It’s been one year since its reopening — and more than four since the devastating fire that ravaged its home synagogue — and the child care center at Highland Park Conservative Temple-Congregation Anshe Emeth has received state approval and has a new director.
The Above and Beyond Child Care Center facility was destroyed in August 2006 in an electrical blaze that also gutted the synagogue’s sanctuary and auditorium. There were no injuries. Although it was able to reopen in 2010, the center had not been allowed to accept more than five children until it received official licensing by the state. The license allows up to 52 children to be enrolled.
The center cares for children from six weeks through two years old. It is looking to add a class for three- and four-year-olds in September, said new director Sharon Raven.
The center now has six children, including five-month-old Shane, whom Raven is in the process of adopting.
A Highland Park resident, Raven was a kindergarten teacher and assistant preschool director at the YM-YWHA of Raritan Valley in the town for 10 years. Most recently she spent three years as the early childhood director at the YM-YWHA of Union County in Union, which has 150 youngsters enrolled.
After leaving the Highland Park Y, Raven spent a year as special events coordinator at the JCC of Central New Jersey in Scotch Plains and then went to the Solomon Schechter Day School of Raritan Valley in East Brunswick as admissions director.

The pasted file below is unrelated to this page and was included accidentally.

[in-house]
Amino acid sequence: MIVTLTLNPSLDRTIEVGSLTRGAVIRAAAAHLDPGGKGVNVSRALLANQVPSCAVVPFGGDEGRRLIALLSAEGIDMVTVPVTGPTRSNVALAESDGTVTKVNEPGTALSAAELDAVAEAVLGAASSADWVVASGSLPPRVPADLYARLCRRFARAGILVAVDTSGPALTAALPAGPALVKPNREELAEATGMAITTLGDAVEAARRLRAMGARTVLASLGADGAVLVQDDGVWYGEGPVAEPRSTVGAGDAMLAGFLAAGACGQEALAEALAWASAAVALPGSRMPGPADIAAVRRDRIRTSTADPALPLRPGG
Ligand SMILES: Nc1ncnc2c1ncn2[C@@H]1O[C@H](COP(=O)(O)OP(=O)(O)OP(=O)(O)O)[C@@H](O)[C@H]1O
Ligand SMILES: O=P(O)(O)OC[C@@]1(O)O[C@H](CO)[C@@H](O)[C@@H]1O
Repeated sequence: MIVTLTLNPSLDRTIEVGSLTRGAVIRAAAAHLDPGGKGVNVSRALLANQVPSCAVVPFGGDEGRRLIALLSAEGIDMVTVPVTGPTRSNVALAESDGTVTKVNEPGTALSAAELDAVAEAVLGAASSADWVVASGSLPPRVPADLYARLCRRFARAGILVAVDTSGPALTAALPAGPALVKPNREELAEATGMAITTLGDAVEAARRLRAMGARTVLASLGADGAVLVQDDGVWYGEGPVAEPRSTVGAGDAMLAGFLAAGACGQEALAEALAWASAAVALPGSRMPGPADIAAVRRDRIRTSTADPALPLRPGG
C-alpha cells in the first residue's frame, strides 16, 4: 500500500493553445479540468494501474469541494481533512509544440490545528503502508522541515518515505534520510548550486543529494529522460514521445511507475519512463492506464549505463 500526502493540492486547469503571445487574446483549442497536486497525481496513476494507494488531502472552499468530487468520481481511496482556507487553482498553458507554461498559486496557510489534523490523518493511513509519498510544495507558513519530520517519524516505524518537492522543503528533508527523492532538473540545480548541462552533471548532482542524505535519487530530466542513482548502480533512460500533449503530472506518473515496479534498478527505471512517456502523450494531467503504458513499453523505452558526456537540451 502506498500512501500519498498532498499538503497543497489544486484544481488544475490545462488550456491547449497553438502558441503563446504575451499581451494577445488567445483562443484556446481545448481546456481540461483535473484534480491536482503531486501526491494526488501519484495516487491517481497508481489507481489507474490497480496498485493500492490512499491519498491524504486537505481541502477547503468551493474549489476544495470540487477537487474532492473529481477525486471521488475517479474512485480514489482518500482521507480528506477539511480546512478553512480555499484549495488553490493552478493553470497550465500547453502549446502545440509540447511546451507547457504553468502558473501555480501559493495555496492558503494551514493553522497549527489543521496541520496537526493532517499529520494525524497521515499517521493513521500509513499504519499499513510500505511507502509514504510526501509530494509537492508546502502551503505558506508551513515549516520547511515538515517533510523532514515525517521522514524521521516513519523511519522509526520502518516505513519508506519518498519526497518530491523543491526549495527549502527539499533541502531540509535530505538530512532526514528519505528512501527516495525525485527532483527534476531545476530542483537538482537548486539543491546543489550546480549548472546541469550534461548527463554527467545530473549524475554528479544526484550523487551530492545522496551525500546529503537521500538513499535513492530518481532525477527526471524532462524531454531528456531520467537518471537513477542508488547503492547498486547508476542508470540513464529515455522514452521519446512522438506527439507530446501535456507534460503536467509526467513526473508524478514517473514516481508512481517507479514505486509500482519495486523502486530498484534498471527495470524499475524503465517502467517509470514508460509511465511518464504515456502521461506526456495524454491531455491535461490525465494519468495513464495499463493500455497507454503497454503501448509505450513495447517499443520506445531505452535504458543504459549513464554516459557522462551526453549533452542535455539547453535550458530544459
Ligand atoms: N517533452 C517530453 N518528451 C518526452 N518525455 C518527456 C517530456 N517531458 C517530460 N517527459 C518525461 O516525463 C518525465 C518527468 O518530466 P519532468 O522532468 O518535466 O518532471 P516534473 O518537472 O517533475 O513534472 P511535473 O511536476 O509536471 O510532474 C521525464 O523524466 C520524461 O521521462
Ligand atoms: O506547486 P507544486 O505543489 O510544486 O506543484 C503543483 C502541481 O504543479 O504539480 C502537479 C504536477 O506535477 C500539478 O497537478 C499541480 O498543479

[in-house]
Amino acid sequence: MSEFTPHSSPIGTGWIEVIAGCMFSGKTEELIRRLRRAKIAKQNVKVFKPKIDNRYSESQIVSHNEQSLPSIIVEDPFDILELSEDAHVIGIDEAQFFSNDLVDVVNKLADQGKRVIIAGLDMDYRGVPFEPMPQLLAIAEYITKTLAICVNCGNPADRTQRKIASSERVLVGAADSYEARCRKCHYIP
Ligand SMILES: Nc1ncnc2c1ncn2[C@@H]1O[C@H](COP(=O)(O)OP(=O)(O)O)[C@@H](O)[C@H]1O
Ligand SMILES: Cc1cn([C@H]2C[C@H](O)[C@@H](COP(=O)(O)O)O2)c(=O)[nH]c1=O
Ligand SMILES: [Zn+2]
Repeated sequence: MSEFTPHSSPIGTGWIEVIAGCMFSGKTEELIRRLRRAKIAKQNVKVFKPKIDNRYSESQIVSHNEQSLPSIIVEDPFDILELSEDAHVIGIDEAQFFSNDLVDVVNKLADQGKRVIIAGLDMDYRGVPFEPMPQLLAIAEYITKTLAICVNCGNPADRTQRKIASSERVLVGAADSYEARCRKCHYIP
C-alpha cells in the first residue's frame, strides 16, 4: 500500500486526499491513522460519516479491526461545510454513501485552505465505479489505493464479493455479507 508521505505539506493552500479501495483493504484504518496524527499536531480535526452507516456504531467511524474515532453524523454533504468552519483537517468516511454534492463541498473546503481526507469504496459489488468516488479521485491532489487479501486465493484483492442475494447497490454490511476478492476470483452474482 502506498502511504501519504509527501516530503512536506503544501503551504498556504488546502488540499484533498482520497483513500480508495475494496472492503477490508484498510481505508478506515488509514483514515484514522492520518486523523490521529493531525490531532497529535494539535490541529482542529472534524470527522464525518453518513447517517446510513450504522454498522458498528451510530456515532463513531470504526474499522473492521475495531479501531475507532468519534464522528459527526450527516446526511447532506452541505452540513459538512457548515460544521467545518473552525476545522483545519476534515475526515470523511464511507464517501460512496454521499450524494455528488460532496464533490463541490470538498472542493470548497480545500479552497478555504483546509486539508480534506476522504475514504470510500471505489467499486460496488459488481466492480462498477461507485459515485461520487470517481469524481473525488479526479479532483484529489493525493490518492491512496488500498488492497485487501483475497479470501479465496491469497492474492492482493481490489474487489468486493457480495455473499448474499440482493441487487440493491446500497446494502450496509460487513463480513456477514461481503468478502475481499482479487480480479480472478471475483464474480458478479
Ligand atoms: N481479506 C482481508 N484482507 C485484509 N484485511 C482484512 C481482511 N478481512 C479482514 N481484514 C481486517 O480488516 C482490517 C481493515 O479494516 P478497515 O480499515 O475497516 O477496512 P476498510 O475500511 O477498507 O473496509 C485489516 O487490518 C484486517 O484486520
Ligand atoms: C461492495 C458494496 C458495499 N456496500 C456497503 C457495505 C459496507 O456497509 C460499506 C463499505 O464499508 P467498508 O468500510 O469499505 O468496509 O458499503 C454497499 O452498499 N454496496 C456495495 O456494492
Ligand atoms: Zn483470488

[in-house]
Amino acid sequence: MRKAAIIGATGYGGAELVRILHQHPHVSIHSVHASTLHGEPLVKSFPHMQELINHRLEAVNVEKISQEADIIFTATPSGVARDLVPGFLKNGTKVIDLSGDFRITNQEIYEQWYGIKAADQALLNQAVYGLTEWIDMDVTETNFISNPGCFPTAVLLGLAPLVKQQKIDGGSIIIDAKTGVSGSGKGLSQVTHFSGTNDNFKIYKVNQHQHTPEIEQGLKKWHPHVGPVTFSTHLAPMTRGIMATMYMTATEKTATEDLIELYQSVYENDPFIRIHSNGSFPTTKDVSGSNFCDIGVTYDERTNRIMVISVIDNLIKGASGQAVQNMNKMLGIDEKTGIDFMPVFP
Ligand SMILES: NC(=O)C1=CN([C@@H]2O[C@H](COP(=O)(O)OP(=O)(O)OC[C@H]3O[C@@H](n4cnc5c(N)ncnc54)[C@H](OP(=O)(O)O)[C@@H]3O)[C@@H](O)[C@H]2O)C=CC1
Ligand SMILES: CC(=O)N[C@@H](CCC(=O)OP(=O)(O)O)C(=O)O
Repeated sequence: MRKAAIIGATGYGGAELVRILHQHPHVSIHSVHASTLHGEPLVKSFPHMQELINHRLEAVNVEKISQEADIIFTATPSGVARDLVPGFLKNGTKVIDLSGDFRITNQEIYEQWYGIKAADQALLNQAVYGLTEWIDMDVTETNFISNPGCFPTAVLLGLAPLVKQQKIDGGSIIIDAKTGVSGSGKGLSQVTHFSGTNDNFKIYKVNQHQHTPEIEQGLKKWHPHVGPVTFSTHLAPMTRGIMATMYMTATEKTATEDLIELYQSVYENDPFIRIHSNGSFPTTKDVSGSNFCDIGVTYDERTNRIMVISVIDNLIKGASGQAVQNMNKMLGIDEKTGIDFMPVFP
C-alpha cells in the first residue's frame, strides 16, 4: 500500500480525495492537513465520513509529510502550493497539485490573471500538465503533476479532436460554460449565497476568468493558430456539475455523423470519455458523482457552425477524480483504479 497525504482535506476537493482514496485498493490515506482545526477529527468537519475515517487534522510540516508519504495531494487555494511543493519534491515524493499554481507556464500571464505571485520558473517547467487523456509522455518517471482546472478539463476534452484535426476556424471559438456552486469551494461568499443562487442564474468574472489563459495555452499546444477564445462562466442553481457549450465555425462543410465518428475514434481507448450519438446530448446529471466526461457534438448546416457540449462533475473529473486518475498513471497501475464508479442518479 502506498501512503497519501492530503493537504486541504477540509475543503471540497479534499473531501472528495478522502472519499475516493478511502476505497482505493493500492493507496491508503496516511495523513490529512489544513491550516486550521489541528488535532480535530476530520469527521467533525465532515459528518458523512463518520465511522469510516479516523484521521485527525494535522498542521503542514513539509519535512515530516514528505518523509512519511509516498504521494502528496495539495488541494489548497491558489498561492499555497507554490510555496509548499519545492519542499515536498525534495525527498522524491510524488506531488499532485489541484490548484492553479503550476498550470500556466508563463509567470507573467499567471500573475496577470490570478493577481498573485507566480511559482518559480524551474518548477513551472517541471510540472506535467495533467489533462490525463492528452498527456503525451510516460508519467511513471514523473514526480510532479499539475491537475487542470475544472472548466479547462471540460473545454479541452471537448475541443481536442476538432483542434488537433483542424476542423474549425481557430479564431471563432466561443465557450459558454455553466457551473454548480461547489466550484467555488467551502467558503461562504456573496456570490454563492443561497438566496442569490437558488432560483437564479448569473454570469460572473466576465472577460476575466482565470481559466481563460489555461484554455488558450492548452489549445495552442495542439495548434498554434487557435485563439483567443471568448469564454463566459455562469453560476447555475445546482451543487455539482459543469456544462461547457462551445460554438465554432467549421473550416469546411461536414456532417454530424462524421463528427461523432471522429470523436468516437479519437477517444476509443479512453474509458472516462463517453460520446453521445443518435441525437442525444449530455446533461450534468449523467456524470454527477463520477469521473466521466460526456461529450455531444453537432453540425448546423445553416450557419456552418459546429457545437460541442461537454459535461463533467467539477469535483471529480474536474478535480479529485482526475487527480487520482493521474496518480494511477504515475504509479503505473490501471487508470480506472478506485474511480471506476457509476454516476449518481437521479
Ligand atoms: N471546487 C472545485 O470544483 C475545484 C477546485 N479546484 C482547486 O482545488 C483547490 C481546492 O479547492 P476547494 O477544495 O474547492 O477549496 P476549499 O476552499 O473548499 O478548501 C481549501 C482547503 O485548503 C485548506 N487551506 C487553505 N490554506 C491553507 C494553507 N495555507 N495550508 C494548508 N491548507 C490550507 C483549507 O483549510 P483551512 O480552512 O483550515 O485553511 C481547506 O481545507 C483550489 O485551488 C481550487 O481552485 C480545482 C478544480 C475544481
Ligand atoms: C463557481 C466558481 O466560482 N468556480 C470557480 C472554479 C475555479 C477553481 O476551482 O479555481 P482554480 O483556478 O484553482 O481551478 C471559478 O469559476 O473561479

In a sense, Raven is also “coming home” with her new position, having served as HPCT religious school principal early in her career. She is a member of Congregation Ahavas Achim in Highland Park.
“I can never leave this town anymore,” she laughed.
Raven said she was eager to help shape the new center from the ground up.
“I would like to see this as a very strong community-based child-care center,” she said. “We want to partner with parents and raise their children in a community. This will be like an extension of home life. It’s open to anybody who wants to come, but so far we have children from the community who are almost being raised like siblings. It’s very comfortable.”
Raven described the facility as “a nondenominational school enriched by Jewish values,” and said because of its small size, parents will always know each other. Moreover, with three other teachers, youngsters will receive individualized care and supervision.
Since the temple began housing two senior programs run by the Jewish Family and Vocational Service of Middlesex County several months ago, there will also be some intergenerational programming, she said.
The school’s location also allows it “to take advantage of things going on in town,” said Raven. “For example, on Veterans’ Day we all went down to see the parade.”
The center meets or exceeds state Division of Youth and Family Service standards in all areas, according to temple officials.
The center was moved from its former basement location to its own “bright and airy” wing upstairs as part of the synagogue’s reconstruction. It features a separate kitchen area, changing tables, separate bathrooms for children and adults, and its own entrance accessible only to parents and staff.
Those interested in information or enrolling their children should call 732-545-KIDS (5437) or visit aboveandbeyondkids.com.